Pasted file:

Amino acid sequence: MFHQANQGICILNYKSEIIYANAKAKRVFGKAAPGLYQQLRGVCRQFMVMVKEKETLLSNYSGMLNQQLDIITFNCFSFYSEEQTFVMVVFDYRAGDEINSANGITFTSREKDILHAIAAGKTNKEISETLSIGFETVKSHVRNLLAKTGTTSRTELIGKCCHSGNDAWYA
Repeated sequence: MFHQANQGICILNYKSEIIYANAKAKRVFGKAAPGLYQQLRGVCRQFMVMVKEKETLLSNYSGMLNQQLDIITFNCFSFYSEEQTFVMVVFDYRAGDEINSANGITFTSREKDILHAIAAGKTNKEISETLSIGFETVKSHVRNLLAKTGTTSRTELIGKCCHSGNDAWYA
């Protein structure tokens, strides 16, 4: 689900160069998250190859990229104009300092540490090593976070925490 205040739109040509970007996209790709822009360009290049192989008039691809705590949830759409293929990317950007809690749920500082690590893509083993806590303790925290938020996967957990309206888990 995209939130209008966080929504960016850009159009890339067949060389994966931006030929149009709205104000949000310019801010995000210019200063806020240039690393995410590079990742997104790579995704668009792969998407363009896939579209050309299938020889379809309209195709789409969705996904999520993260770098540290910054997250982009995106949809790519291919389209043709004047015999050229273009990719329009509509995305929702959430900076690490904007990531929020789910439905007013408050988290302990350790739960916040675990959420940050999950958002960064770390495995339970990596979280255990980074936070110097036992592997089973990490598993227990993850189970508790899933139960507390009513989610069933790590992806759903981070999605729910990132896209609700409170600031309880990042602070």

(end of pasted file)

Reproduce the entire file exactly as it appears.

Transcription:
Amino acid sequence: MFHQANQGICILNYKSEIIYANAKAKRVFGKAAPGLYQQLRGVCRQFMVMVKEKETLLSNYSGMLNQQLDIITFNCFSFYSEEQTFVMVVFDYRAGDEINSANGITFTSREKDILHAIAAGKTNKEISETLSIGFETVKSHVRNLLAKTGTTSRTELIGKCCHSGNDAWYA
Repeated sequence: MFHQANQGICILNYKSEIIYANAKAKRVFGKAAPGLYQQLRGVCRQFMVMVKEKETLLSNYSGMLNQQLDIITFNCFSFYSEEQTFVMVVFDYRAGDEINSANGITFTSREKDILHAIAAGKTNKEISETLSIGFETVKSHVRNLLAKTGTTSRTELIGKCCHSGNDAWYA
């Protein structure tokens, strides 16, 4: 689900160069998250190859990229104009300092540490090593976070925490 205040739109040509970007996209790709822009360009290049192989008039691809705590949830759409293929990317950007809690749920500082690590893509083993806590303790925290938020996967957990309206888990 995209939130209008966080929504960016850009159009890339067949060389994966931006030929149009709205104000949000310019801010995000210019200063806020240039690393995410590079990742997104790579995704668009792969998407363009896939579209050309299938020889379809309209195709789409969705996904999520993260770098540290910054997250982009995106949809790519291919389209043709004047015999050229273009990719329009509509995305929702959430900076690490904007990531929020789910439905007013408050988290302990350790739960916040675990959420940050999950958002960064770390495995339970990596979280255990980074936070110097036992592997089973990490598993227990993850189970508790899933139960507390009513989610069933790590992806759903981070999605729910990132896209609700409170600031309880990042602070």